Should you think twice about ordering coffee during a flight — or even having ice in your drink, for that matter?

I am personally not affected, as I am not a coffee drinker. I usually request orange juice or carbonated soft drinks — both without ice, simply because I prefer drinking my beverages that way. They are pre-packaged and untouched by flight attendants. I can assure you, however, that the plastic cups used aboard aircraft are sterilized and untouched by human hands until after the package is opened by a flight attendant, as I have personally witnessed the entire process of the manufacturing of those cups.

Of course, you could purchase your own coffee and bring it aboard an aircraft — but that apparently has its own safety issues.

So what are coffee drinkers to do without getting tea-ed off? They have bean quite patient on the grounds of all of these percolating issues over the years solely to enjoy that momentary respite offered as one of the perks of consuming a cup of coffee while flying through the clouds — as opposed to having clouds in your coffee, as famously sung by Carly Simon in the 1972 song You’re So Vain.

I am not a coffee drinker, so I cannot scoop any definitive answers and spoon-feed them to you — which might potentially stir up some controversy anyway. Order that cup of Java on your way to Java, as it is probably best to milk the experience of enjoying that supposed cream-of-the-crop beverage as much as possible and sweeten it in any way you can without worrying about the consequences.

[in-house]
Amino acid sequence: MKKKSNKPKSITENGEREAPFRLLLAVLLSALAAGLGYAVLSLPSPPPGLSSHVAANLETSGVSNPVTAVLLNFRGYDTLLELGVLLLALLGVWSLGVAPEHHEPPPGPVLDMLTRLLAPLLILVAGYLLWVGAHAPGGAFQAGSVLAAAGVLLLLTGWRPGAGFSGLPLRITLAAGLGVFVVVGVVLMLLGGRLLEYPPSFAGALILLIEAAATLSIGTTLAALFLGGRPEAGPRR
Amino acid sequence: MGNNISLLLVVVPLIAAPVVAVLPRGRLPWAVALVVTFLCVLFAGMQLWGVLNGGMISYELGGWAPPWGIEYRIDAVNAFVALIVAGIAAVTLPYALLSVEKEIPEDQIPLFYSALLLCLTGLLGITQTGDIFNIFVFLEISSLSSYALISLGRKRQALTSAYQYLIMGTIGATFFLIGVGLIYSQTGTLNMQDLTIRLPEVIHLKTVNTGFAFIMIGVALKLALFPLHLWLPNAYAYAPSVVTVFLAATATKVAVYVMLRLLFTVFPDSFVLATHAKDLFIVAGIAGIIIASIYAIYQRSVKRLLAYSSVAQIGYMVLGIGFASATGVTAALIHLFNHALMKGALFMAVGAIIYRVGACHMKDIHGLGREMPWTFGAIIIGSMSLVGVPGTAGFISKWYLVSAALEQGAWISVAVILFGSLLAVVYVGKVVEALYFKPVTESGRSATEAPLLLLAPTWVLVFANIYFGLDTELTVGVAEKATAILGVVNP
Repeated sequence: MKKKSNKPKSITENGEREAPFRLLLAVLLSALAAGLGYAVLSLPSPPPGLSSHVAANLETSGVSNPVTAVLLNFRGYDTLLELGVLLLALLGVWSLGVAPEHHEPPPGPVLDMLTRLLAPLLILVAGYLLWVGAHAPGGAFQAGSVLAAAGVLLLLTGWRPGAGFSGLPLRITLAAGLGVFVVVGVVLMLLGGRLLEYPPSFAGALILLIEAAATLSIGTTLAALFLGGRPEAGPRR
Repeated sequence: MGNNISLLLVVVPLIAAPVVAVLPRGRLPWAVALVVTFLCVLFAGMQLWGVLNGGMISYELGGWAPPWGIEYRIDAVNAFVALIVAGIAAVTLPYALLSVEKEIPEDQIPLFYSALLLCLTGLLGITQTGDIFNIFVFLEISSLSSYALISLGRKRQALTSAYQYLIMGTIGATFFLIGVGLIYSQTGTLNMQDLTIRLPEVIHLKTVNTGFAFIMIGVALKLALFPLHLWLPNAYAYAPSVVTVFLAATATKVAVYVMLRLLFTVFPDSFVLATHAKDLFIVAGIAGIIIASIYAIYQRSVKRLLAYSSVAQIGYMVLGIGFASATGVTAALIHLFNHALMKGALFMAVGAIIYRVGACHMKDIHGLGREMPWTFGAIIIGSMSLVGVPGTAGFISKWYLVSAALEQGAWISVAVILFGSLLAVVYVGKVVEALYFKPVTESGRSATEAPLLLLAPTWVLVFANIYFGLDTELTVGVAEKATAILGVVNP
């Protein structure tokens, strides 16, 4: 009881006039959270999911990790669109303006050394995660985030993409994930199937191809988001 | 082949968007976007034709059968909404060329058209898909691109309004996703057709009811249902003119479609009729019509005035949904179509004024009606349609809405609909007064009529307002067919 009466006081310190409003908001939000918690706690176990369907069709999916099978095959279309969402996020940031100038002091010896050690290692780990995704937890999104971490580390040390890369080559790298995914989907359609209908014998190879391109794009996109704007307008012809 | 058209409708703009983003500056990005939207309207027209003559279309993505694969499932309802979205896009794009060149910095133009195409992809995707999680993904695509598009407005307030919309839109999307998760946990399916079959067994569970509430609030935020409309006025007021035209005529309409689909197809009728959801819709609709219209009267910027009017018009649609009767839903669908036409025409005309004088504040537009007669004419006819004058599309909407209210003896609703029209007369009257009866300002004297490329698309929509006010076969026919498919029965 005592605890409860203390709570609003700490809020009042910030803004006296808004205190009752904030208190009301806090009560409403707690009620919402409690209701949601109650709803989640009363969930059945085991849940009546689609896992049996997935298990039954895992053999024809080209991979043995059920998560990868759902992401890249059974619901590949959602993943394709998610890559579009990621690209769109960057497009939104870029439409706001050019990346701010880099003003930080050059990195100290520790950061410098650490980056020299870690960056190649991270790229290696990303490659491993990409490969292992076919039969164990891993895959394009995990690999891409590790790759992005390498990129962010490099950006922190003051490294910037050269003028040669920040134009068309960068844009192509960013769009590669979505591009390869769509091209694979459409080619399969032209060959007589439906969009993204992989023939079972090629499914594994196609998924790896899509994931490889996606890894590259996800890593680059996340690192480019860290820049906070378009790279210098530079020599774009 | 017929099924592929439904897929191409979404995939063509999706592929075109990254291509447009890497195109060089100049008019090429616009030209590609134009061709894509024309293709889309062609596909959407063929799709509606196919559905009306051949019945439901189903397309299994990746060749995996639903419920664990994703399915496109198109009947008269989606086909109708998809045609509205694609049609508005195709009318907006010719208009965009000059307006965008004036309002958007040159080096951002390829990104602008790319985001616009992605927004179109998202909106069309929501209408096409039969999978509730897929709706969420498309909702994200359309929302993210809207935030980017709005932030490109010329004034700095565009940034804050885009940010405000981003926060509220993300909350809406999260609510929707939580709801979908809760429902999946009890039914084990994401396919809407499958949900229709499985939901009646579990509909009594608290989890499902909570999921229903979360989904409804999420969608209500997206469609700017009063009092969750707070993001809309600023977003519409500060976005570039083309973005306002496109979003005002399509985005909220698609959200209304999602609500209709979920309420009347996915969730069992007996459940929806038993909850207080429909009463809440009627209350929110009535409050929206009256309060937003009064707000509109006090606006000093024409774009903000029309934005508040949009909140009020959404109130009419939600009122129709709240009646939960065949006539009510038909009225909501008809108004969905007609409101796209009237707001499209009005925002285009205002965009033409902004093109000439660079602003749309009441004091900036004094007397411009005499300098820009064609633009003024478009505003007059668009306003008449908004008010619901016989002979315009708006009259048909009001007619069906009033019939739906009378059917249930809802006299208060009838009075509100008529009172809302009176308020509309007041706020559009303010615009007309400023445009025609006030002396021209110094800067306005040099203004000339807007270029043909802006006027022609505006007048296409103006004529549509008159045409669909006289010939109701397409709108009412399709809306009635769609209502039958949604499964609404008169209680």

I doubt that you will die from maggots eating away at your stomach as a result…

Comments (Showing 5 of 5)

  • Itan2Much at 11:34am January 13, 2013

    Or, you can do what I do. Order a Bailey’s/Coffee. That way, the FA pours the coffee in the galley . . . and, it tastes GREAT!

  • ludocdoc at 11:23am January 14, 2013

    It’s Escherichia Coli that one has to worry about; and that is what most people in medicine think of when E.Coli is mentioned. Entamoeba coli is not dangerous (other Entamoebas are)

  • Brian Cohen at 3:07pm January 14, 2013

    Thank you for the correction, ludocdoc. I appreciate it and have corrected it.

  • rwmiller56 at 3:22pm January 14, 2013

    On a few occasions, I have felt mildly sick after drinking airplane coffee. At best, it does not taste very good. I try to avoid it now, but it’s difficult on long haul flights.

  • ristretto at 5:13pm January 14, 2013

    The taste problem usually stems from how and when the coffee is brewed. Once you brew a batch (or grind, or roast for that matter) you start a sequence of reactions that can not be undone or slowed significantly. Drip coffee begins to taste overly acidic after 30 minutes and is worthless at 45. Holding old coffee on a hot surface accelerates the process.

    From what I’ve seen most FAs start brewing the coffee for a flight as boarding commences, creating nasty, acrid coffee before the plane even leaves the ground. On long haul flights you risk drinking coffee that is several hours old as the flight goes on.

    As a coffee professional (read: snob) I’ve given up on in-flight coffee. I’m much happier ordering a cup once I’m on the ground.